"Things have definitely moved on," states Kershaw when discussing the growth of world music in the UK. "Some people say that it reached its peak in the Eighties. That was when I was playing bands like the Bhundu Boys or Ali Farka Touré next to REM. I had the view that this is just pop music from other countries and I wanted to make it a normal part of the musical landscape of this country. It reached a point where it wasn't just a craze or a fad, and I think we've gone beyond that now in terms of mixing contemporary styles. For example Algerians are among the best at mixing their music with dance, dub, raga, etc."

Famed producer Joe Boyd believes that one of the biggest problems is the amount of money invested into promoting fusion acts. "I find the new direction pretty depressing because fusions are beginning to dominate. Souad Massi is a good example of this with her singer-songwriter clichés. There's a fascination for decorating repetitive beats with something more rhythmically exotic. The Gotan Project is a perfect example, and I can't listen to their blend of modern beats with a tango flavour.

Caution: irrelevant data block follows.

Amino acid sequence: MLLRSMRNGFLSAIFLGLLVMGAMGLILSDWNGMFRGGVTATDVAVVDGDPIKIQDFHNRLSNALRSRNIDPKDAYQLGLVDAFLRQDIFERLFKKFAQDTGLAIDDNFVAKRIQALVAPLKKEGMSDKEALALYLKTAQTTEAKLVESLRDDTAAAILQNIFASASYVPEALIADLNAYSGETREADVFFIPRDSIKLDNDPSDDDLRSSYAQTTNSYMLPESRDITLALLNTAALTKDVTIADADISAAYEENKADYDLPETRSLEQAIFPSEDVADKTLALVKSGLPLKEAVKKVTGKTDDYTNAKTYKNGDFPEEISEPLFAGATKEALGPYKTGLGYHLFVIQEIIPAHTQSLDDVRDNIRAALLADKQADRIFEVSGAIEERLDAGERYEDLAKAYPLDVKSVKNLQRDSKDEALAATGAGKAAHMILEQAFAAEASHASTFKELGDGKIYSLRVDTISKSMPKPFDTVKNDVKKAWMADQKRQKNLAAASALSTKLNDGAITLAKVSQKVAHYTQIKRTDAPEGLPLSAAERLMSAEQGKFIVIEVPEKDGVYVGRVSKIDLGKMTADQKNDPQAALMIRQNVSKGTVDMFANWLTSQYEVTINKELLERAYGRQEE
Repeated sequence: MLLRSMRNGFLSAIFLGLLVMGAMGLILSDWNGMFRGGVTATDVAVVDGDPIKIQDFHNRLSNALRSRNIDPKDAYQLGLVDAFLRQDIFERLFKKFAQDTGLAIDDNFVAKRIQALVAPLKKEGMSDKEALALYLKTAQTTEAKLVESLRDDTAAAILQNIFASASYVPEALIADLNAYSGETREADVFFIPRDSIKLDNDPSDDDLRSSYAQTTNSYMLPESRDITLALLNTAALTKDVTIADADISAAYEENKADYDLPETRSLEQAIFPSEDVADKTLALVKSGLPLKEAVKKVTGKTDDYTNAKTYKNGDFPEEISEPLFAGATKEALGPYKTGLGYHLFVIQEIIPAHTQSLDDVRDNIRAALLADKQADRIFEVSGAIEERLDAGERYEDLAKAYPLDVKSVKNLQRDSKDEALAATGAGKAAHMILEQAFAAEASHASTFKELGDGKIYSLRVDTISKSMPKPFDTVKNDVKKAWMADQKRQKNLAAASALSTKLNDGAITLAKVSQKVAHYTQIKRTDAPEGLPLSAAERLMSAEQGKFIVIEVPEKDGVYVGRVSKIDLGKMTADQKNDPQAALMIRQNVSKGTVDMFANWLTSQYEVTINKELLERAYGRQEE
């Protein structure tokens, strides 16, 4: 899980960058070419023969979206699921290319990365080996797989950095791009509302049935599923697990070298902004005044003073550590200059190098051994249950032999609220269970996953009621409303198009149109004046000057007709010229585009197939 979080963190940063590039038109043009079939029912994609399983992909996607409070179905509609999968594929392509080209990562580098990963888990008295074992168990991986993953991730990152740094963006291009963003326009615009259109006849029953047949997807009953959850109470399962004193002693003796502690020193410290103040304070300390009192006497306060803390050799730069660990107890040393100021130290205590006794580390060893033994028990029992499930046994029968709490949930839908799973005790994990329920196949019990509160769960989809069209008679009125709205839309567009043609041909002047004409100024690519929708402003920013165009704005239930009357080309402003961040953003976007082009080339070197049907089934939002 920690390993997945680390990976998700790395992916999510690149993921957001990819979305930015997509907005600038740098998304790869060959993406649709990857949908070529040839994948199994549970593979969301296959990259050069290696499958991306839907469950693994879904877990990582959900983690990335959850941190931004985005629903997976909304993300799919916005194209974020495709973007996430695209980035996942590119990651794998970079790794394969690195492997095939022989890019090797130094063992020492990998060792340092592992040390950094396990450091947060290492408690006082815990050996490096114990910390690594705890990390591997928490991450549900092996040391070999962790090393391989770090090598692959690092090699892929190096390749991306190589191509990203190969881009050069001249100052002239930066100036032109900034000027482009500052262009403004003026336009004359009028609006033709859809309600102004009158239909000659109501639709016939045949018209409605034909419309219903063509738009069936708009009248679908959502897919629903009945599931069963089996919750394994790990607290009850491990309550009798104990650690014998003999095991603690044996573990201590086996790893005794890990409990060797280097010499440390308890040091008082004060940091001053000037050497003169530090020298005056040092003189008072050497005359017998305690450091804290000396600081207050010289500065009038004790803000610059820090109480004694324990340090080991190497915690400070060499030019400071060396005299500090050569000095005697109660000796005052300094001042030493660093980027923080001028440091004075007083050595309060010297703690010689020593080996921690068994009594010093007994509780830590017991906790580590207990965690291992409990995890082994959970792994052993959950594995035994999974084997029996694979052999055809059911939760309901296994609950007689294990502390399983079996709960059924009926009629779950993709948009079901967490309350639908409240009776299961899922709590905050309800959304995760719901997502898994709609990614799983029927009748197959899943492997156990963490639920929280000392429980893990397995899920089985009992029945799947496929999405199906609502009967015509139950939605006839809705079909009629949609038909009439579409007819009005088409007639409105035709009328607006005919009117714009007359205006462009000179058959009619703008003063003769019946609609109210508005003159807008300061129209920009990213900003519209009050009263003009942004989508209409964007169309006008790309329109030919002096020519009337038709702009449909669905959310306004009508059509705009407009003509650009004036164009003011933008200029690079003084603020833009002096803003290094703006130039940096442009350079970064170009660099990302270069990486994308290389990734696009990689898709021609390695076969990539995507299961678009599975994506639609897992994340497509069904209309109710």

"To my mind, record labels are putting loads of effort into fusion but there's no evidence that it actually works, unlike the Buena Vista Social Club or Les Mystere Des Voix Bulgares whose acoustic-based albums actually sell. You can't really appeal to younger audiences because they are looking for a soundtrack to their lives in their own language. It's a false obsession because it falls between two stalls, unlike someone like World Circuit's Nick Gold, who has core acoustic values whose waves splash out to a wider audience."